The Canadian Alpine Ski Team followed their explosive weekends in Lake Louise with average performances in France and Sweden. The highlight was technical skier Anna Goodman placing in the top 10 for the first time in her career, while the lowlight was the knee injury to giant slalom hopeful Jean-Philippe Roy that could put him on the sidelines through the Olympics.
According to a report from Alpine Canada, Roy crashed on the bottom section during his first run.
"It wasn't a big crash but he was ejected from his skis and the injury occurred," said coach Paul Kristofic.
Roy flew back to Canada on Sunday for further assessment of the injury. He may require surgery for a torn right anterior cruciate ligament. While it's possible he could return this season, it's doubtful he will be back in the lineup in time for the Olympics two months from now if the ligament is partially or fully torn.
At Val d'Isere, France the men's team nearly failed to crack the top-30. Manuel Osborne-Paradis had the top result in the super G, placing 21 st . Michael Walchhofer of Austria was first, followed by Ted Ligety of the U.S. and Werner Heel of Italy.
In the giant slalom, Whistler's Robbie Dixon was 26 th . Marcel Hirscher of Austria was first, Massimiliano Blardone of Italy second and Benjamin Raich of Austria third.
Raich also won the super combined event, followed by Hirscher and Manfred Moelgg of Italy. Michael Janyk was the top Canadian in 35 th place.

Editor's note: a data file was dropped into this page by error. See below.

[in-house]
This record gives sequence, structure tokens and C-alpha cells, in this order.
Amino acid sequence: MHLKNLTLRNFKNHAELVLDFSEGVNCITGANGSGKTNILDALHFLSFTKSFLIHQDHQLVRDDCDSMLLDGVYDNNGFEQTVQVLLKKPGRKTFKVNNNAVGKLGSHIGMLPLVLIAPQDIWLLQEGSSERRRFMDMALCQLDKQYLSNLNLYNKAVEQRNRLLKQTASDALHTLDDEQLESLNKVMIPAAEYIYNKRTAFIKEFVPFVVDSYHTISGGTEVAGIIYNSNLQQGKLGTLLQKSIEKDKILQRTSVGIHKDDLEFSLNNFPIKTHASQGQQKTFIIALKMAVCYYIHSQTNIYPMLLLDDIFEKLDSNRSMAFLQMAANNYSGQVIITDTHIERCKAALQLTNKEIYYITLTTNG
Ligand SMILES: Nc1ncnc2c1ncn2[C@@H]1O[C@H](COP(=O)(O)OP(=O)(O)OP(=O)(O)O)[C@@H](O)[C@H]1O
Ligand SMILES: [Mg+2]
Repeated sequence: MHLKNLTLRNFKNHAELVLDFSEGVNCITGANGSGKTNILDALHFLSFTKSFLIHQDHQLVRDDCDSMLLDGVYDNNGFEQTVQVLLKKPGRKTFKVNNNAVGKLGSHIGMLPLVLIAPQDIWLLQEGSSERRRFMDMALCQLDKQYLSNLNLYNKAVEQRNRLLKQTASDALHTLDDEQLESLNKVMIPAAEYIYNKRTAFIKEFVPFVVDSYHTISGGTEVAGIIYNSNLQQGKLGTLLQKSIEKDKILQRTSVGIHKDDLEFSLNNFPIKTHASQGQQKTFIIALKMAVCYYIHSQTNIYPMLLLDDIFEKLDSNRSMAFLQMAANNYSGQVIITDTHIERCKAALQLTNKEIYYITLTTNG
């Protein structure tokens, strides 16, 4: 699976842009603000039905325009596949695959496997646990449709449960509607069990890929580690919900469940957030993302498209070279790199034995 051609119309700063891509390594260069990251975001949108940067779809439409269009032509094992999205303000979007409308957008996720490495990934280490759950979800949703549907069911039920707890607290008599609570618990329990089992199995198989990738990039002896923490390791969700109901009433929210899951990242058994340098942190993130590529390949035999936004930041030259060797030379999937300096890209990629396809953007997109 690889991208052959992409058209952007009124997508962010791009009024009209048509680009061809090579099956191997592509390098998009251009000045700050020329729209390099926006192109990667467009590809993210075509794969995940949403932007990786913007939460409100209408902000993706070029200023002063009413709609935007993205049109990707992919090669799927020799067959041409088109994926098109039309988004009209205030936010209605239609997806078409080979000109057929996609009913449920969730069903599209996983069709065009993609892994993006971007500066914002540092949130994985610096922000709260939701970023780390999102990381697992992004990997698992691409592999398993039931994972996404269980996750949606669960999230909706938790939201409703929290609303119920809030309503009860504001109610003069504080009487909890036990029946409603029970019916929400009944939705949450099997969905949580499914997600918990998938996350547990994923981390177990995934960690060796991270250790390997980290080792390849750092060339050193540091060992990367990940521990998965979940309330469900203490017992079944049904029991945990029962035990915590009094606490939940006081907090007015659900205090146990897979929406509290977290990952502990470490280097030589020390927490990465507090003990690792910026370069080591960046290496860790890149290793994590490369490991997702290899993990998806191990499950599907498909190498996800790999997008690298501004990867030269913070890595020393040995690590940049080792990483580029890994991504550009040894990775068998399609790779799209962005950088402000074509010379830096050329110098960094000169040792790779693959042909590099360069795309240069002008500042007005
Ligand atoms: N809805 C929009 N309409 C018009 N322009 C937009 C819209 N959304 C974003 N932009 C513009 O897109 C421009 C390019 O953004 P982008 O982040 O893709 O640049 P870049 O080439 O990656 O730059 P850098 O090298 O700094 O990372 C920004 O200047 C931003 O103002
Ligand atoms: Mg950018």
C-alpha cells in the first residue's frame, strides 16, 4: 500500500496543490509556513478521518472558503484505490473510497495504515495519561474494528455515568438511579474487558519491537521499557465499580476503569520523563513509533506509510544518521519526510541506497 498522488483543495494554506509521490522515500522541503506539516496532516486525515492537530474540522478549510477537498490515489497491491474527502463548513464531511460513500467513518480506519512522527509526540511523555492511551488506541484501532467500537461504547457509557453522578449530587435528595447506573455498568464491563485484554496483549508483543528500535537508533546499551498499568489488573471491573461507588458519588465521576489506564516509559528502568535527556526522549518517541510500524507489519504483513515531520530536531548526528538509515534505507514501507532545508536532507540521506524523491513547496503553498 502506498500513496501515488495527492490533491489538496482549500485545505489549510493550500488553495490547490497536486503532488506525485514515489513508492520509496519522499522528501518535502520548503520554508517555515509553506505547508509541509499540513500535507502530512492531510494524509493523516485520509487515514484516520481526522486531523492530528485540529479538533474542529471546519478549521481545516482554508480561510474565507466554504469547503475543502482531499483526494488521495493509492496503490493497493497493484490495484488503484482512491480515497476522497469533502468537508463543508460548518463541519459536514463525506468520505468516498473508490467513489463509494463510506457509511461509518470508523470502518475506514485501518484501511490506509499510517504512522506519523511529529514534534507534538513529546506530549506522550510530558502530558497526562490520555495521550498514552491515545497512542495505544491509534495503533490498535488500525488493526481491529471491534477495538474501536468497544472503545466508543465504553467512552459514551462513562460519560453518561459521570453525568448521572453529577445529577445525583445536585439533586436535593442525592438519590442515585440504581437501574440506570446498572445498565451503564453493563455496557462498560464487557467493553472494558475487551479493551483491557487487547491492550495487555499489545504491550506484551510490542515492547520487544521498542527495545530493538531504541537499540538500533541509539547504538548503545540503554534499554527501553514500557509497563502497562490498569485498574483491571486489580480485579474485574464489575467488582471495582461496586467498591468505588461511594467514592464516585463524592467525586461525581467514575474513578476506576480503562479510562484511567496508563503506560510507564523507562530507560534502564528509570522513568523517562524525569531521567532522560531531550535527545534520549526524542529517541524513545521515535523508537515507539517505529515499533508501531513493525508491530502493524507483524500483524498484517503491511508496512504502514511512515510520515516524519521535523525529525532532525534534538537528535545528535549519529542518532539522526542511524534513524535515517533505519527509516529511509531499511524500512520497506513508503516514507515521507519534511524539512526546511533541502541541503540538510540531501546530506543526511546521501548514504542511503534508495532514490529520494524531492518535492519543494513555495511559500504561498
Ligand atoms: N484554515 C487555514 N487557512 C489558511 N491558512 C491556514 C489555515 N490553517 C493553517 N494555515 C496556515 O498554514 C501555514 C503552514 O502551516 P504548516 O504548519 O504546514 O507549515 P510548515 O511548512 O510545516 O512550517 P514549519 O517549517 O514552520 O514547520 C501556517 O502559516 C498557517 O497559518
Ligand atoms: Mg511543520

Meanwhile the women's technical team was in Are, Sweden for giant slalom and slalom races. No Canadians qualified for a second run in the giant slalom, with Tessa Worley of France, Tina Maze of Slovenia and Kathrin Zettel of Austria placing first through third.
In slalom, Anna Goodman cracked the top 10 for the first time, finishing ninth. Brigitte Acton was 20 th .
The win went to Sandrine Aubert of France, followed by Maria Riesch and Susanne Riesch of Germany.
"It feels great to finally break into the top 10," said Goodman. "I feel like I have been on the cusp of this for a long time. Doing it today, I realize that skiing relaxed like in training and being positive pays off."
FIS looking into alpine injuries
The International Skiing Federation (FIS) is taking a close look at injuries in the sport of alpine skiing after a rash of injuries this year, holding a meeting at Val Gardena, Italy this week to discuss possible solutions.